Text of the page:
The high-end desktop market on the other hand won't be so easy to conquer because it's dominated by higher-clocked dual-core processors and Barcelona is actually a reduced-clock quad-core processor. The performance gap between Intel and AMD on desktop performance is also much greater. The desktop enthusiast market is also one that likes to overclock processors to squeeze as much as performance out of their CPUs as possible and that's one area AMD can't compete in right now. The Intel Core 2 Duo products have an additional 40 to 50 percent to overclock while the AMD Athlons X2 and FX products have a peak of 10 to 15 overclocking potential and they're significantly slower to begin with. The Barcelona class processors may at least neutralize the clock-for-clock advantage Intel held with Core 2 but it's doubtful AMD will make up the overclocking potential if the current batch of 65 nm Athlons which exhibit no additional room to boost clock speed are any indicator.
Intel strikes back
As we approach the end of this year, Intel will make a huge leap to the High-K metal gate 45 nm "Penryn" processor. The hafnium-based dielectric and mystery metal electrode allows Intel to drastically reduce gate power leakage. This translates to lower power consumption at the same frequency or same power consumption at higher frequencies. The estimated clock speed boost could be 20% or more depending on how Intel executes its transition to 45 nm. Penryn will also include a 50% boost in L2 cache and roughly 50 more instructions in SSE4 for high performance computing and media applications. Intel will also continue to use a dual-die process for quad-core Penryn chips because it doesn't really negatively impact power consumption or performance but it does improve their yield because of the ability to pair off good dies. Penryn if executed properly will likely mean that Intel will retake the lead in servers again and open up a wider gap in Desktops which could spell trouble for AMD. It could also open up another round of price wars where Intel can better afford to cut prices with a 45 nm process while AMD gets squeezed hard financially with their 65 nm process.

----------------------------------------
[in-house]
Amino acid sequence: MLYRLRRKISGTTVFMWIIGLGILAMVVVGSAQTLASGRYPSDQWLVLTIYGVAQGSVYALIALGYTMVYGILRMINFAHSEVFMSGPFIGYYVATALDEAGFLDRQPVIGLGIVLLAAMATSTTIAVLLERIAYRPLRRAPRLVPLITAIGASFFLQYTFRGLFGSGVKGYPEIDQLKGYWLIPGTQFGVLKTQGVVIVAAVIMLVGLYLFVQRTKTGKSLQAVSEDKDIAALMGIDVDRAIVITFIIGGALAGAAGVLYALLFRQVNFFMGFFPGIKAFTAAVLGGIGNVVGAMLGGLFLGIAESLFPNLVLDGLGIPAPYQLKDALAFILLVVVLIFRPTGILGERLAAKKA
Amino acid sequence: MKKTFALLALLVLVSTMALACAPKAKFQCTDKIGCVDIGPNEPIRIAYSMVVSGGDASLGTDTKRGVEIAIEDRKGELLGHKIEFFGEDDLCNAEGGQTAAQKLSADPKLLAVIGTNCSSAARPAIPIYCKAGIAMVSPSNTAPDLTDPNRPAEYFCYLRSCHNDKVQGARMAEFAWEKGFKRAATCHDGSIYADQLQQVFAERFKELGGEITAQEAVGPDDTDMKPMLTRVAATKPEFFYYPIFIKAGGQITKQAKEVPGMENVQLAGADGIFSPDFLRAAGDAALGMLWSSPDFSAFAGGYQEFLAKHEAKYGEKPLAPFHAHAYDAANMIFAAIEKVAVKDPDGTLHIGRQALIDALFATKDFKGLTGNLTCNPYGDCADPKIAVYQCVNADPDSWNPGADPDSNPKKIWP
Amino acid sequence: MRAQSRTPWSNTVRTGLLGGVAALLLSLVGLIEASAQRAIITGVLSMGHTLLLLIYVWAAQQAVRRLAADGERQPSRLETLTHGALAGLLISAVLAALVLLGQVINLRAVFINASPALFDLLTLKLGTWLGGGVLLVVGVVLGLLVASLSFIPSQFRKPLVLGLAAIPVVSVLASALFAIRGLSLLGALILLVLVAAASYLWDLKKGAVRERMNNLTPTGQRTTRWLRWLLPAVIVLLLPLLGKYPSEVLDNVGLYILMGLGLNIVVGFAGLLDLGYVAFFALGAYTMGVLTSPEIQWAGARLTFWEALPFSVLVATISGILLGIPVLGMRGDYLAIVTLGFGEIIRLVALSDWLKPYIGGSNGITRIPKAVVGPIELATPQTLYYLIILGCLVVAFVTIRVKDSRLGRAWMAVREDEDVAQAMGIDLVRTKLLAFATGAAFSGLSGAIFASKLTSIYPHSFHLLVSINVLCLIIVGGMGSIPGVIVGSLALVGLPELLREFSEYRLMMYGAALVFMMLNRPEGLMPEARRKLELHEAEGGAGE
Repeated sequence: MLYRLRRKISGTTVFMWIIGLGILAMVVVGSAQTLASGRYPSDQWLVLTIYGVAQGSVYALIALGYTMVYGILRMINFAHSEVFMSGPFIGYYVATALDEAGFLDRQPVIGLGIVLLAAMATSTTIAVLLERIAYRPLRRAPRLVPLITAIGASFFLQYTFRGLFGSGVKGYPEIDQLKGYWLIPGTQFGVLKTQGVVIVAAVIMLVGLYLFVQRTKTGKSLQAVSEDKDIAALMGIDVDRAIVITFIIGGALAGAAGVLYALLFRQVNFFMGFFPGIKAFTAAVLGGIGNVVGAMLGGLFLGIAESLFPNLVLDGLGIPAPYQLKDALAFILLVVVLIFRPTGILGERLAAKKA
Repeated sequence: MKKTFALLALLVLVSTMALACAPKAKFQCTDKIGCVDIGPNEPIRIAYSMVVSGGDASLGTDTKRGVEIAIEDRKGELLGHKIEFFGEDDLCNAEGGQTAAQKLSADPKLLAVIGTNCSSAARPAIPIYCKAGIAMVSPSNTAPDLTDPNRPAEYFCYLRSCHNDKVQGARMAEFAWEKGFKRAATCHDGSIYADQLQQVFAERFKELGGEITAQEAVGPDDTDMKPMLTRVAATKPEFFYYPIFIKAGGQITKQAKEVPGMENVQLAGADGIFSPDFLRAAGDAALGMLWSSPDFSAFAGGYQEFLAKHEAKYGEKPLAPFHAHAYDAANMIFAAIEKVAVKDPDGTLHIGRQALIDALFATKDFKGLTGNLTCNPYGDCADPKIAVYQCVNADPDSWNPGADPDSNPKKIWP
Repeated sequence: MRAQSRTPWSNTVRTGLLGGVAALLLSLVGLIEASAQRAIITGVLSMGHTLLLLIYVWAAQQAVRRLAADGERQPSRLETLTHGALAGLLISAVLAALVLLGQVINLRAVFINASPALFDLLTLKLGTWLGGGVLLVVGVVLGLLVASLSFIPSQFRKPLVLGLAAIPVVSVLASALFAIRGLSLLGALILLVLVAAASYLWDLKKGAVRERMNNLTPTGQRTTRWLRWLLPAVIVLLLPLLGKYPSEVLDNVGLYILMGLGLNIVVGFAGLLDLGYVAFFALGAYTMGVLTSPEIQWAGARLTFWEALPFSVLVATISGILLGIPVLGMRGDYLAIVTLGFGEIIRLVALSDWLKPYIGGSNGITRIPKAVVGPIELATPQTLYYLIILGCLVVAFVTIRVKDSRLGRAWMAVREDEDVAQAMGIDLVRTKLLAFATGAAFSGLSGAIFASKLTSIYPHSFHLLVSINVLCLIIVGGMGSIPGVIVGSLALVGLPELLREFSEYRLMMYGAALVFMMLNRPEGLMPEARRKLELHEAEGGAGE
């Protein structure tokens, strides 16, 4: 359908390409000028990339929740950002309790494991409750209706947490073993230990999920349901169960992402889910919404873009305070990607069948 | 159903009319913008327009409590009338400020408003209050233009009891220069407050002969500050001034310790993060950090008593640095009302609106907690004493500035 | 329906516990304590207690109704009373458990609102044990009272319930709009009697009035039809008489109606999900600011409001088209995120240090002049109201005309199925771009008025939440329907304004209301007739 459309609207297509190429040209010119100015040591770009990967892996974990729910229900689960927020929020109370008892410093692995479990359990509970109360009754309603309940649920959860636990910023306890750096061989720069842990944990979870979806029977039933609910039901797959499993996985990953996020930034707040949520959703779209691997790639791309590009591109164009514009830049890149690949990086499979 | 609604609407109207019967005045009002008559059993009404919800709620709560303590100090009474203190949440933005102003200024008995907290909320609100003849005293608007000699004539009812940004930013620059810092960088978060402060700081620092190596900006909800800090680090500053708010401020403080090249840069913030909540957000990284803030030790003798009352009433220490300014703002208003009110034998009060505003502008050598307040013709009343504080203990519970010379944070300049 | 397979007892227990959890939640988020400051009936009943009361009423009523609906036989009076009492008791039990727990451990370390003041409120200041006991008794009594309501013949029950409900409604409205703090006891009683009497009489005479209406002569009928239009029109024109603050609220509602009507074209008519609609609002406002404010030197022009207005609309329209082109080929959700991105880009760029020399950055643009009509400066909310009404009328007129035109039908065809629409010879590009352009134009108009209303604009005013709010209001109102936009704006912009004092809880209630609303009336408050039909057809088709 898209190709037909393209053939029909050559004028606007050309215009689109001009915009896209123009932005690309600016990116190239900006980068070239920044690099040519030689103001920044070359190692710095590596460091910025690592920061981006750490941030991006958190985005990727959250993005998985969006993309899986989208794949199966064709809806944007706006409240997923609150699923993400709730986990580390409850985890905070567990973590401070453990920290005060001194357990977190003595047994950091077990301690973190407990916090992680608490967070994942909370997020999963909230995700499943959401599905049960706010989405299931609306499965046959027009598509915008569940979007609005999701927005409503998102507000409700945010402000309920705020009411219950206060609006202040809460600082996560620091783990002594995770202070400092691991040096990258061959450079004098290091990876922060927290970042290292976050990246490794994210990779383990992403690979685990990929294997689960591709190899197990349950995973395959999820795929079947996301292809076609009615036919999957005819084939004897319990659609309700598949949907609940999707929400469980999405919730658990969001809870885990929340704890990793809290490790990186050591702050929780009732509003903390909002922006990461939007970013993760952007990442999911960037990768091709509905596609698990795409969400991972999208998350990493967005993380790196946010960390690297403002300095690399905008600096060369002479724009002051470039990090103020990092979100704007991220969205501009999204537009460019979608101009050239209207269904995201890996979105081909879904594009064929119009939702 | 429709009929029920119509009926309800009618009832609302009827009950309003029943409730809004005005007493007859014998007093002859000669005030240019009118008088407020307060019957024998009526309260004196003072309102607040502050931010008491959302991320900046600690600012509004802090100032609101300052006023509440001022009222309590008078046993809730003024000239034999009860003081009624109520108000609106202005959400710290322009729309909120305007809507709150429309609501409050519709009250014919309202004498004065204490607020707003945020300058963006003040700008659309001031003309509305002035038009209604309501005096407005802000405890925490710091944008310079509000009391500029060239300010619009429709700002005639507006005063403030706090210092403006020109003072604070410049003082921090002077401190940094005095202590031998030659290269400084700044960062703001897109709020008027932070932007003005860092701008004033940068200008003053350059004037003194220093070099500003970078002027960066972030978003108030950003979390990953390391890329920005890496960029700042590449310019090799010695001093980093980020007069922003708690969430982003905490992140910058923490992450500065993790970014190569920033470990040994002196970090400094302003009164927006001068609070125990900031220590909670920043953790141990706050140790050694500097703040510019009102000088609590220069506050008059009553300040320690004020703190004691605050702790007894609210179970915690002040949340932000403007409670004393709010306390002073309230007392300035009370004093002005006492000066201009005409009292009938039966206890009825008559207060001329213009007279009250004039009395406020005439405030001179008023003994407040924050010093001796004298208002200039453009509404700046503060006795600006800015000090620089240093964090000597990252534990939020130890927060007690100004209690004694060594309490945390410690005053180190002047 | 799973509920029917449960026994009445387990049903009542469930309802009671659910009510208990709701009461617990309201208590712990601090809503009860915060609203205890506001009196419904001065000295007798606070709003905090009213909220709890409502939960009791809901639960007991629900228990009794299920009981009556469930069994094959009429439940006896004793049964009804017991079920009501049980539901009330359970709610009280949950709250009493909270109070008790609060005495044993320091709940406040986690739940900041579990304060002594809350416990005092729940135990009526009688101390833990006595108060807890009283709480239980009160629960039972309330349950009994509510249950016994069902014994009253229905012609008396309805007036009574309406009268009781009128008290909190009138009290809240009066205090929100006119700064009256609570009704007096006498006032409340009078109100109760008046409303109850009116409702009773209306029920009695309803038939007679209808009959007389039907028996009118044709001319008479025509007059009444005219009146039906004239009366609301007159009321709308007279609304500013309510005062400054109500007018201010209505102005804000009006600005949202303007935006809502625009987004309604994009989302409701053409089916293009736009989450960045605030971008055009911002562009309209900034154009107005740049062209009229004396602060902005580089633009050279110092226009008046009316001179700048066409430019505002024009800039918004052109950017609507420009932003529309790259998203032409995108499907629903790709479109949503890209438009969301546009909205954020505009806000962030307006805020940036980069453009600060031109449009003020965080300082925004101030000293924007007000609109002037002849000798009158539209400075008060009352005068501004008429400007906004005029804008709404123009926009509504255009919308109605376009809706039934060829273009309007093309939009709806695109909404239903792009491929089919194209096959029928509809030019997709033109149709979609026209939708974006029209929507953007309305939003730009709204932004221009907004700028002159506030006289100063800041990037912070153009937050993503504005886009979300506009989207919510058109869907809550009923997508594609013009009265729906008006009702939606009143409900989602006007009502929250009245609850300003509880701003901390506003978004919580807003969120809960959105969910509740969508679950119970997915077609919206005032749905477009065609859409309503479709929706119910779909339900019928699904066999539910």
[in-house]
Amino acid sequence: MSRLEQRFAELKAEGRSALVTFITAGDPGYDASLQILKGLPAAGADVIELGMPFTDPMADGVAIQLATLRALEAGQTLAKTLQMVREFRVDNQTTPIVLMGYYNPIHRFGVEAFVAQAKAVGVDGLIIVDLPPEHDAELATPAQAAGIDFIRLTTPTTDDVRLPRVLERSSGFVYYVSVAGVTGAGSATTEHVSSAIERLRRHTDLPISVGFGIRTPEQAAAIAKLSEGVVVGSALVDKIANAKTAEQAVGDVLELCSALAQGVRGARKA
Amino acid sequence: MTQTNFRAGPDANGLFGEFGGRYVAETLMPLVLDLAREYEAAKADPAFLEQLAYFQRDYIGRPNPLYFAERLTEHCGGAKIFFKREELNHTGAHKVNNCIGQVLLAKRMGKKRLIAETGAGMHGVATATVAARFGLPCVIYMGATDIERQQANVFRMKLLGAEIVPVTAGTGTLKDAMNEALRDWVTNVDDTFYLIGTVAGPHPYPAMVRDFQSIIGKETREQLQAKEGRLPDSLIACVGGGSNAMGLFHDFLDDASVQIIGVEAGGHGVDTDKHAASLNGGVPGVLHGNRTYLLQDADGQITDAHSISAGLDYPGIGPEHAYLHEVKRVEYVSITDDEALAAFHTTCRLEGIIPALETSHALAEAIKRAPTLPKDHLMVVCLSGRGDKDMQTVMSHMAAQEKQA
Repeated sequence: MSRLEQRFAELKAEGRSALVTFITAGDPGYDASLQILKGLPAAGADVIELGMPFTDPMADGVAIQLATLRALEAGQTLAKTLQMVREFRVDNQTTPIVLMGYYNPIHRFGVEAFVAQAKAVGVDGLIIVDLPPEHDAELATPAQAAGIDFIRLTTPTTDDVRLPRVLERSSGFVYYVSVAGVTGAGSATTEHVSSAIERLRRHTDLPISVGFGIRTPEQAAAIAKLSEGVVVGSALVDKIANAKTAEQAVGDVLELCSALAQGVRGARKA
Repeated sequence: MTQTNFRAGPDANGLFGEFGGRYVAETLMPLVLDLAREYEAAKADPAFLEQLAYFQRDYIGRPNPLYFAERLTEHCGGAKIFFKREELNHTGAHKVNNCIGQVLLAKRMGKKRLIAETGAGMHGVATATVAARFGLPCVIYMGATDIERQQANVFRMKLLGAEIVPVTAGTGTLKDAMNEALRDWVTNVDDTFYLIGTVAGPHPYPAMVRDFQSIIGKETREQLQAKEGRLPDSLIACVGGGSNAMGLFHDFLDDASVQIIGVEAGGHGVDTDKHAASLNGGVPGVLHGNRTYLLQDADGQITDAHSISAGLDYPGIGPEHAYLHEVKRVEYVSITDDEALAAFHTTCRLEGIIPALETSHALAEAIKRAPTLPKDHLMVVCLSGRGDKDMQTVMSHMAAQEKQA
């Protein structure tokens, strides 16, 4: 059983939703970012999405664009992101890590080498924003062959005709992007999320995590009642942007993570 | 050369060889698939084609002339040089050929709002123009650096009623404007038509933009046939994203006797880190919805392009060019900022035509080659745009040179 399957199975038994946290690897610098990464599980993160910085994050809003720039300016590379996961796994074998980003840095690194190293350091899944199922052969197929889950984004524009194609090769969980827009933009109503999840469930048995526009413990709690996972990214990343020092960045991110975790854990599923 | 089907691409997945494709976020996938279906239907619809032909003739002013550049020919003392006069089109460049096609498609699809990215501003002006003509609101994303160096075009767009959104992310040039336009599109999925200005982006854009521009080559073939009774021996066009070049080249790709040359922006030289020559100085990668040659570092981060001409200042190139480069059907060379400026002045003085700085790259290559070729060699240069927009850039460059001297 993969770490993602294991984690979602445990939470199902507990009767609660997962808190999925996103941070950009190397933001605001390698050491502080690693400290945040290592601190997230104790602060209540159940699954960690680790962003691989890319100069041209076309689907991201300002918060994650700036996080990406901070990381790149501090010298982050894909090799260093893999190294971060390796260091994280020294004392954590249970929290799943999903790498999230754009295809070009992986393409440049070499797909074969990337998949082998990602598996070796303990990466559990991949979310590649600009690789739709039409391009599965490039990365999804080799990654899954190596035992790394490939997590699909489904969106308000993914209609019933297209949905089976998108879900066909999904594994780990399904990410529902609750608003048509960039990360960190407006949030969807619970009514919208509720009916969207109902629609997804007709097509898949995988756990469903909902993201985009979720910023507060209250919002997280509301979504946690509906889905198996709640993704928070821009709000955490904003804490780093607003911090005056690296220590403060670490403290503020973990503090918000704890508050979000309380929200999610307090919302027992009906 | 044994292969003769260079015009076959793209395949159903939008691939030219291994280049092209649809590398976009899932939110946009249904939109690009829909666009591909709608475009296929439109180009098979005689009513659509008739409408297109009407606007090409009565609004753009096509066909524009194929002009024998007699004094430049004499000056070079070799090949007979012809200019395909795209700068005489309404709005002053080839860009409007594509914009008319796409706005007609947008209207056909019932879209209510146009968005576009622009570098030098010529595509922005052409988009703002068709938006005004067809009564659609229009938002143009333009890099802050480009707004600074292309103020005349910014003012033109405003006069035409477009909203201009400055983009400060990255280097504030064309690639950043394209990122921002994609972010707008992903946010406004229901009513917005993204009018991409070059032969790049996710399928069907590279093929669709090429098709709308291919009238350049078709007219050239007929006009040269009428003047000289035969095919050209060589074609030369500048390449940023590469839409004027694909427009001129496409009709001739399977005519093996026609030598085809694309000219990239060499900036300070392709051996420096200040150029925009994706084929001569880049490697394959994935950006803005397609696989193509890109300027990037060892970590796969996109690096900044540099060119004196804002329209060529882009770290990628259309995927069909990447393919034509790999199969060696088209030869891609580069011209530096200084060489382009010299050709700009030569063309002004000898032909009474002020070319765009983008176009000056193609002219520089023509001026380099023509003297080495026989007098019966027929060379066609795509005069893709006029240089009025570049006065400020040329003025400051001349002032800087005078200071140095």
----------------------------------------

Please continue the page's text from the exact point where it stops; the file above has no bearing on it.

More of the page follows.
AMD of course is well aware of this which is why they're so aggressively targeting mid-2008 for their own 45 nm process launch. IBM, Toshiba, Sony, and AMD are all co-developing a 45 nm process. IBM indicated over the weekend that they're also planning to incorporate High-K dielectrics as if to say "me too and we're not too far behind" after Intel's big Friday night High-K announcement so it's reasonable to assume that AMD will also be using High-K in their 45 nm process as well. I asked David Kanter what he thought of AMD's aggressive mid-2008 time frame and here's what he had to say:
David Kanter: Mid-2008 is a very aggressive target for AMD, since they will be shifting to immersion lithography. It would be a real victory for AMD, but a bit of healthy skepticism is due. The other thing is, that it's possible they hit mid-08 but in really really low volumes.
Kanter also added that immersion lithography is a brand new chip fabrication process that no one has ever done before and AMD has had major delay issues in the past. Intel on the other hand is deciding to stick with existing dry lithography techniques and won't attempt immersion lithography until they go to their 32 nm process. The fact that they were already showing off 45 nm prototypes last Friday would seem to indicate they made the right decision.
If getting to 45 nm wasn't a big enough challenge for AMD, Intel isn't in to mood to let AMD catch up. Intel will release a whole new microarchitecture called Nehalem some time in the second half of 2008 which will likely be around the same time as AMD hitting 45 nm. Nehalem will be Intel's second generation of 45 nm chips and it will not only feature a brand new microarchitecture, it will also replace Intel's aging FSB (Front Side Bus) technology with CSI (Common System Interface) which will compete with AMD's HyperTransport architecture. While Nehalem will be a brand new microarchitecture, AMD's first 45 nm part will be a refresh of the Barcelona architecture. At this point there isn't enough information to speculate on performance in Q4 2008 but the fact that Intel is leaping so quickly after Penryn has to be giving AMD some headaches.